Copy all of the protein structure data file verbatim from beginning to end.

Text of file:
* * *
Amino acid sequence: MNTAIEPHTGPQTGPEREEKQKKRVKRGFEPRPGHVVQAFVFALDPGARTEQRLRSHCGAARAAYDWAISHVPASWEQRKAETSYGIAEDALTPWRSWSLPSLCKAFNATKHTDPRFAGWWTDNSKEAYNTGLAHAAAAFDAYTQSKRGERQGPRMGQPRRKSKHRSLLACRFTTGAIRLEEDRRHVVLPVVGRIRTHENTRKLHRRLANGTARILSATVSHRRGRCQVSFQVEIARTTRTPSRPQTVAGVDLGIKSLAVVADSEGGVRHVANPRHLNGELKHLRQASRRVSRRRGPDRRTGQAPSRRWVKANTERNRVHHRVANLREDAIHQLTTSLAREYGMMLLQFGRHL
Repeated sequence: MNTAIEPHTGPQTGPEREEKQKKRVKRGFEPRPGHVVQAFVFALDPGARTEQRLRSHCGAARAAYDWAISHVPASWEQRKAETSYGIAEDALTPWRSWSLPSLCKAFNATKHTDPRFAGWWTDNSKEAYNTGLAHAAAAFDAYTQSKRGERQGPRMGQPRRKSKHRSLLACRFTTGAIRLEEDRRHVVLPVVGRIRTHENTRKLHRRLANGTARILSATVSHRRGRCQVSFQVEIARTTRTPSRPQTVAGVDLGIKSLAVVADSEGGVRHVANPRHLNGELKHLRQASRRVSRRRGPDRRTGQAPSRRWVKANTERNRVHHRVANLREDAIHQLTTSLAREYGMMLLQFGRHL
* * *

Amino acid sequence: MNTAIEPHTGPQTGPEREEKQKKRVKRGFEPRPGHVVQAFVFALDPGARTEQRLRSHCGAARAAYDWAISHVPASWEQRKAETSYGIAEDALTPWRSWSLPSLCKAFNATKHTDPRFAGWWTDNSKEAYNTGLAHAAAAFDAYTQSKRGERQGPRMGQPRRKSKHRSLLACRFTTGAIRLEEDRRHVVLPVVGRIRTHENTRKLHRRLANGTARILSATVSHRRGRCQVSFQVEIARTTRTPSRPQTVAGVDLGIKSLAVVADSEGGVRHVANPRHLNGELKHLRQASRRVSRRRGPDRRTGQAPSRRWVKANTERNRVHHRVANLREDAIHQLTTSLAREYGMMLLQFGRHL
Repeated sequence: MNTAIEPHTGPQTGPEREEKQKKRVKRGFEPRPGHVVQAFVFALDPGARTEQRLRSHCGAARAAYDWAISHVPASWEQRKAETSYGIAEDALTPWRSWSLPSLCKAFNATKHTDPRFAGWWTDNSKEAYNTGLAHAAAAFDAYTQSKRGERQGPRMGQPRRKSKHRSLLACRFTTGAIRLEEDRRHVVLPVVGRIRTHENTRKLHRRLANGTARILSATVSHRRGRCQVSFQVEIARTTRTPSRPQTVAGVDLGIKSLAVVADSEGGVRHVANPRHLNGELKHLRQASRRVSRRRGPDRRTGQAPSRRWVKANTERNRVHHRVANLREDAIHQLTTSLAREYGMMLLQFGRHL